Are Gut Bacteria The Answer To Weight Loss?

Have you ever pledged to lose weight in January? Many of us have. In fact, surveys show that it’s one of the most common resolutions—with a third of people vowing the drop the pounds once the festive season is over.

With this desire comes an opportunistic bevy of fad diets, ‘detox’ drinks and other spurious weight-loss methods. We’re taught to believe that the next quick fix is just around the corner.

Sadly, this isn’t the case. 

An individual’s diet, lifestyle and unique metabolic needs all impact their ability to lose or gain weight. Emerging research demonstrates that the health of our gut plays an integral role in weight loss, suggesting that changes in our gut bacteria may be linked to the development of obesity too.  

In other words, there’s more to weight loss than just diet and exercise. Reaching and maintaining an optimum weight involves a complex interplay between the gut microbiome, food choices and an individual’s response.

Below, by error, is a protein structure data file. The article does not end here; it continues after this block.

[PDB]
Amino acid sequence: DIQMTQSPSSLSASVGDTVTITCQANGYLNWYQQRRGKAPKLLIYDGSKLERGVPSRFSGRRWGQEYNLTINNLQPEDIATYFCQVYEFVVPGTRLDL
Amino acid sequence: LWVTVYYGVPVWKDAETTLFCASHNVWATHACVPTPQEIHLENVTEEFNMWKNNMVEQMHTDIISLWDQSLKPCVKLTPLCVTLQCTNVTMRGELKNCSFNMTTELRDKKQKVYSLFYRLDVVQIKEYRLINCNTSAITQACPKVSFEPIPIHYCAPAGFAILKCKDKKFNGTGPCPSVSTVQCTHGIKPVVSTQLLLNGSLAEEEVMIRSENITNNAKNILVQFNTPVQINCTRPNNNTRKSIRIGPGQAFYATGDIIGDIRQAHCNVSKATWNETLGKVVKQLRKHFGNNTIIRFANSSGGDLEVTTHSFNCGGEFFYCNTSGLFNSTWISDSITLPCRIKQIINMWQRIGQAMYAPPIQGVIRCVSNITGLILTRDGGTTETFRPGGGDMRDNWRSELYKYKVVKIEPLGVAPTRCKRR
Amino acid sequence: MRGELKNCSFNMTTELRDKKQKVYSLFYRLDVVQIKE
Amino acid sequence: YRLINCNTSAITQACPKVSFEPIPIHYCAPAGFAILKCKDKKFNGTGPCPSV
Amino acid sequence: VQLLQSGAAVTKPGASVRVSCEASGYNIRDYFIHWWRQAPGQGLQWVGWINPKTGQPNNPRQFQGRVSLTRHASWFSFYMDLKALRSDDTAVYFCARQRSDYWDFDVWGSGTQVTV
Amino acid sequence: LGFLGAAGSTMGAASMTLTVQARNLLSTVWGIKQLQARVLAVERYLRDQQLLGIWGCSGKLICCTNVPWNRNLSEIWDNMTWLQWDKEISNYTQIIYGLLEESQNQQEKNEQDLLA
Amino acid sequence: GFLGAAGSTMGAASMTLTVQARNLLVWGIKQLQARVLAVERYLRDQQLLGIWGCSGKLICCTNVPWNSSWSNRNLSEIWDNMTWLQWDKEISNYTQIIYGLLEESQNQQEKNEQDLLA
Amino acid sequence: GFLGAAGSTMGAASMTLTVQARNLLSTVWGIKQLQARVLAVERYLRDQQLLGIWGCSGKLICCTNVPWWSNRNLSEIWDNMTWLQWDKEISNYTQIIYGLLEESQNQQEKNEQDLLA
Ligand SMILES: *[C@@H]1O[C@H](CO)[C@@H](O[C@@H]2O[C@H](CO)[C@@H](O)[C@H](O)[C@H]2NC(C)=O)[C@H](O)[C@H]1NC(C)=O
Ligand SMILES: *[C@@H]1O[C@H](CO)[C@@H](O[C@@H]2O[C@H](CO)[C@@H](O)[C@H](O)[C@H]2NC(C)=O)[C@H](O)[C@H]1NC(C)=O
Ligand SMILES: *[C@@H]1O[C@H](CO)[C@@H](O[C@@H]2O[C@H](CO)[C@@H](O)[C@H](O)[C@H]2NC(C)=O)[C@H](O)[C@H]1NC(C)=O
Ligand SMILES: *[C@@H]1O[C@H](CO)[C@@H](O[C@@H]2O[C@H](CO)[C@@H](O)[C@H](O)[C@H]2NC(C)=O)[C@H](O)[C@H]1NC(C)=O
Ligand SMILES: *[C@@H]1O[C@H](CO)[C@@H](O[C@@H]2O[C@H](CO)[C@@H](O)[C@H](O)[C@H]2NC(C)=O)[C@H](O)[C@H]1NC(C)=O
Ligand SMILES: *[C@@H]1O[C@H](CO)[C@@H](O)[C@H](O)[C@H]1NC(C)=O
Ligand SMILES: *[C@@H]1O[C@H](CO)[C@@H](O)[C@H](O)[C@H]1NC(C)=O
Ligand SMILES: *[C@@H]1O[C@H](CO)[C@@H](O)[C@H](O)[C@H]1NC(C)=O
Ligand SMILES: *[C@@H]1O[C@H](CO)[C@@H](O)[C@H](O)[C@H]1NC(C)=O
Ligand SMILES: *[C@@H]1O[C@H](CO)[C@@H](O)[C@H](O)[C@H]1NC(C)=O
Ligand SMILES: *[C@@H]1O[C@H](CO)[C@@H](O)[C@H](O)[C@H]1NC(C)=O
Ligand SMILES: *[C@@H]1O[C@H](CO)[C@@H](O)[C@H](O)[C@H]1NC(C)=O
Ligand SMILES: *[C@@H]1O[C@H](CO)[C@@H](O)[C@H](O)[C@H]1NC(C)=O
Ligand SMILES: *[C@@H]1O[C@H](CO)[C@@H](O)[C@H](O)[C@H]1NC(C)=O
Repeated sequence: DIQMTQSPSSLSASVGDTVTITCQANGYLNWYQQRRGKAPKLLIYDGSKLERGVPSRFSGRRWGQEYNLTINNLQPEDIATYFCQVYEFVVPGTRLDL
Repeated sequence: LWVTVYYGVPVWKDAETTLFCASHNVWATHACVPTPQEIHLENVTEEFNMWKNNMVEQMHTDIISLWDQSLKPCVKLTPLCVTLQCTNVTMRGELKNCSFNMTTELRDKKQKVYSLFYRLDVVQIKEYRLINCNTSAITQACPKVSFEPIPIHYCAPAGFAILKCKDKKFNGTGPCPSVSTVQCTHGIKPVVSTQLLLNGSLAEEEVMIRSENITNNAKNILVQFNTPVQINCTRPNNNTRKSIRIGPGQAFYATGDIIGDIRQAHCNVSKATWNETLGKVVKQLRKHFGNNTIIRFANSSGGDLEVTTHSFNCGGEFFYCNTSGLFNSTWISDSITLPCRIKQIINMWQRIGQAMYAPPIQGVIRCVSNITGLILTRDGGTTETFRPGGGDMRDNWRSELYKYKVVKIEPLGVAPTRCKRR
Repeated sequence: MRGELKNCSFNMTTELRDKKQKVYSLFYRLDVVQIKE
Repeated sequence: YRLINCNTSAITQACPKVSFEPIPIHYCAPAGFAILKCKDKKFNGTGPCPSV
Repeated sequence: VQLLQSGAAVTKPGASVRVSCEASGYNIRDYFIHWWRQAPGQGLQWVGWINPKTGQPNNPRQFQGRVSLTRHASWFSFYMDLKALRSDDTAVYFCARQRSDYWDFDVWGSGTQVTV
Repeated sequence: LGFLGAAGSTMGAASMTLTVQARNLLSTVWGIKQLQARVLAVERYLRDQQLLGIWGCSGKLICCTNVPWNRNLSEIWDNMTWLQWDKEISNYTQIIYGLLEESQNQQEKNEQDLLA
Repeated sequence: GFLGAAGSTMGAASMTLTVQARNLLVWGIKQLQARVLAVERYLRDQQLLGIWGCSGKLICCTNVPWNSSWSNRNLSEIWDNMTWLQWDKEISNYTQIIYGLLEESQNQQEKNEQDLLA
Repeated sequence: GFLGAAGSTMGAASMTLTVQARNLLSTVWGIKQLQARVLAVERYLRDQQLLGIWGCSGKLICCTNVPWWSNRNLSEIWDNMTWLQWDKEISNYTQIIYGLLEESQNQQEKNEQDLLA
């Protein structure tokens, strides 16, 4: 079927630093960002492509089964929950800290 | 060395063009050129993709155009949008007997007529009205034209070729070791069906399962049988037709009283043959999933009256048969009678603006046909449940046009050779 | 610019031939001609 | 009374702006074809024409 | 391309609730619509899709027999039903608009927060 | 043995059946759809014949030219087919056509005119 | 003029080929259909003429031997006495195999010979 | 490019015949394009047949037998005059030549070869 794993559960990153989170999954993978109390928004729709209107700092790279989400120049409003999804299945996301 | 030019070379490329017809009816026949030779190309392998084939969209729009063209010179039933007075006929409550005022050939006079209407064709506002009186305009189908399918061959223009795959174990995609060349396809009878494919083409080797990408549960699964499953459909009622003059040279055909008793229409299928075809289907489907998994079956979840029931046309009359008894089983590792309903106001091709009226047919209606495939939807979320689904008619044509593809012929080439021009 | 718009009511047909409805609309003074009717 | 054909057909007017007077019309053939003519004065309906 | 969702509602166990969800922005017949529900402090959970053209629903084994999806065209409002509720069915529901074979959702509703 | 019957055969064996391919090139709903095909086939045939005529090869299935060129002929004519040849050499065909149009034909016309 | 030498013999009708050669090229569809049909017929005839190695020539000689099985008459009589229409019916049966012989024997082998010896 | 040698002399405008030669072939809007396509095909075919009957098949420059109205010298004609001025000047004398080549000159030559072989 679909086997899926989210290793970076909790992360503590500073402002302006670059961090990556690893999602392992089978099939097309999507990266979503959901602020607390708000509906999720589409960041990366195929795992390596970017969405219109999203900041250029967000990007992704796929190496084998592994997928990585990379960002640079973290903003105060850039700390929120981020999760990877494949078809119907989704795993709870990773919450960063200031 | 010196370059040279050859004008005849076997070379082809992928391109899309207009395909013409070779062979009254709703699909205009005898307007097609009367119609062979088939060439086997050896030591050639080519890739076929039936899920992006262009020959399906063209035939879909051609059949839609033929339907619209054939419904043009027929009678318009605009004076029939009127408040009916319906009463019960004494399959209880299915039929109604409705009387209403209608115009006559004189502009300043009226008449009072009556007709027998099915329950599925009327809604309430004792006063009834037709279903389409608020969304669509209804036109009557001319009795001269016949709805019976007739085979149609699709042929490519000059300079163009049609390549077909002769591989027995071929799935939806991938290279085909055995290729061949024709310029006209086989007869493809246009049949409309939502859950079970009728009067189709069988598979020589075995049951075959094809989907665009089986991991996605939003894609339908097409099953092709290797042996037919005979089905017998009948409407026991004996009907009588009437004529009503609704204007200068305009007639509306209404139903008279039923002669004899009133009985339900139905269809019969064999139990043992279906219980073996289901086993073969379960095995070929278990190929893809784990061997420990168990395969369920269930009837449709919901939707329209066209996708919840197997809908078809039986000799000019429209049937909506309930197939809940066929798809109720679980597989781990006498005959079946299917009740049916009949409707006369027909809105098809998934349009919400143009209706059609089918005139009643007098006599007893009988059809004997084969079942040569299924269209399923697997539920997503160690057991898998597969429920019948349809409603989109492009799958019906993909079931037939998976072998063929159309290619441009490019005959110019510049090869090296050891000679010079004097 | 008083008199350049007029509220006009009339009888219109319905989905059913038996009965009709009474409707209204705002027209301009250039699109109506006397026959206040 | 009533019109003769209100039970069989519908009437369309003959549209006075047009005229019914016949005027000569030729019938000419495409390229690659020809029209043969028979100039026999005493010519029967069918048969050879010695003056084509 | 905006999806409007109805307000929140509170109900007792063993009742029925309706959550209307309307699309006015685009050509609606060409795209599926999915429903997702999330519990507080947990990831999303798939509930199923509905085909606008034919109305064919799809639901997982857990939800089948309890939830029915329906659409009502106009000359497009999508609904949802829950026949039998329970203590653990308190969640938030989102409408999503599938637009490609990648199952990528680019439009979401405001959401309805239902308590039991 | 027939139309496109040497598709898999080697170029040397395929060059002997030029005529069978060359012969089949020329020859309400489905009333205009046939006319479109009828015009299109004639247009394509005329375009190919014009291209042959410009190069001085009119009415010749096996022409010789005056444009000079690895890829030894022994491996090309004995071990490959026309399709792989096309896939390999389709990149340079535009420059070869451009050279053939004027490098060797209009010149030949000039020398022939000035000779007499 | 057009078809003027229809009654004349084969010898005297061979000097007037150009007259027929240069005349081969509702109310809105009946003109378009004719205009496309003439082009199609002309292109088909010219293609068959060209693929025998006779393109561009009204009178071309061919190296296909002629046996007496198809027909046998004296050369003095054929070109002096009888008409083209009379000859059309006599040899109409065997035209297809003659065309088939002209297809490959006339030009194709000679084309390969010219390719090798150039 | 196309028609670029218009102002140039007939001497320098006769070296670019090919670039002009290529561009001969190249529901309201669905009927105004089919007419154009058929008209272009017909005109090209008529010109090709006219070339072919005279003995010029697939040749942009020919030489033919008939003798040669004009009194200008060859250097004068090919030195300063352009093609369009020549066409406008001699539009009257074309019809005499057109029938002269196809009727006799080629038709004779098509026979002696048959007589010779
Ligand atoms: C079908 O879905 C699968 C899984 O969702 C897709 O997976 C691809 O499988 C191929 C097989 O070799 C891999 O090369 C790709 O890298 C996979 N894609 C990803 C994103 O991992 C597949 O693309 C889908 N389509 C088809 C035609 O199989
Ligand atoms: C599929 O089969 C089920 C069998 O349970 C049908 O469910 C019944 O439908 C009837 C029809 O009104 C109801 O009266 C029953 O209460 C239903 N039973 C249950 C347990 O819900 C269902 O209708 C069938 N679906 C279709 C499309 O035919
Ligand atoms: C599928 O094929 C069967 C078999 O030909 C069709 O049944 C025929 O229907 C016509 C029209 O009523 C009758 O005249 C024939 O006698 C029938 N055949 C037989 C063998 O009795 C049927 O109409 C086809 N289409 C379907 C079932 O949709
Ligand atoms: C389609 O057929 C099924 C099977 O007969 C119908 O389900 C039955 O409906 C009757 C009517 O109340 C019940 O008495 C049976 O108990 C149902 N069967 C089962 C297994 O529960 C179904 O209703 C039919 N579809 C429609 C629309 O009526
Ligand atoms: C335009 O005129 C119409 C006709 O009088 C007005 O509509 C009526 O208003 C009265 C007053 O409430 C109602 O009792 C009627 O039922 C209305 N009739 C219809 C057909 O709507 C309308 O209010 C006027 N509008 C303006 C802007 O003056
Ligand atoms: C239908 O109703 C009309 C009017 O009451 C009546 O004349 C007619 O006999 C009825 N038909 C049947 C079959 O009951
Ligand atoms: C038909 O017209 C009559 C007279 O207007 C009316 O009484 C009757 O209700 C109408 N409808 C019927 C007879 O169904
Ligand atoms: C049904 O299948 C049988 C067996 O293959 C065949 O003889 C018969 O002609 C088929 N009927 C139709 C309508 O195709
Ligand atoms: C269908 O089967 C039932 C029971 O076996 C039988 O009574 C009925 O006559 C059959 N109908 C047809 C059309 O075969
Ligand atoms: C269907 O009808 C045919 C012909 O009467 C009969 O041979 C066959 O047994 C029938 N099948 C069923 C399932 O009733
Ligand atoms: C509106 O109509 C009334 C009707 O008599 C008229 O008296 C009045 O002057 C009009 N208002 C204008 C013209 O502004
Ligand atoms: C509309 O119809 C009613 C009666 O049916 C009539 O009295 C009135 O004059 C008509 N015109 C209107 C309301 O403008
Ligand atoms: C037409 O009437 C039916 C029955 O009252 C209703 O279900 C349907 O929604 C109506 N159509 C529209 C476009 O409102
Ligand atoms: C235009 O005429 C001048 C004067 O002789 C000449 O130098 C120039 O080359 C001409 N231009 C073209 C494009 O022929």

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How are gut bacteria linked to weight loss?

Our gut bacteria influence weight management in several ways:

1. Our microbes are involved in how we process our food, including how we absorb and utilise nutrients. Having the right gut bacteria ensures these processes are functioning optimally.  

2. Gut bacteria are vital in determining how our gut absorbs and stores calories. Research has indicated that obese individuals have similar microbiome profiles that are more efficient at extracting and storing energy from the diets.

3. Our gut bacteria are involved in activating certain brain-sensing pathways that regulate appetite and dictate when we’re full. They even play a role in influencing insulin sensitivity.

4. Gut microbes are linked to inflammation, and inflammation promotes fat storage. Fat cells can then trigger inflammatory mediators called cytokines that attack healthy organs, tissues and nerves. This leads to a host of inflammatory processes that promote fat accumulation.

So, if you’re trying to lose weight, it’s worth paying attention to your gut health too. Here’s where to start:

gut bacteria and weight loss link info graphic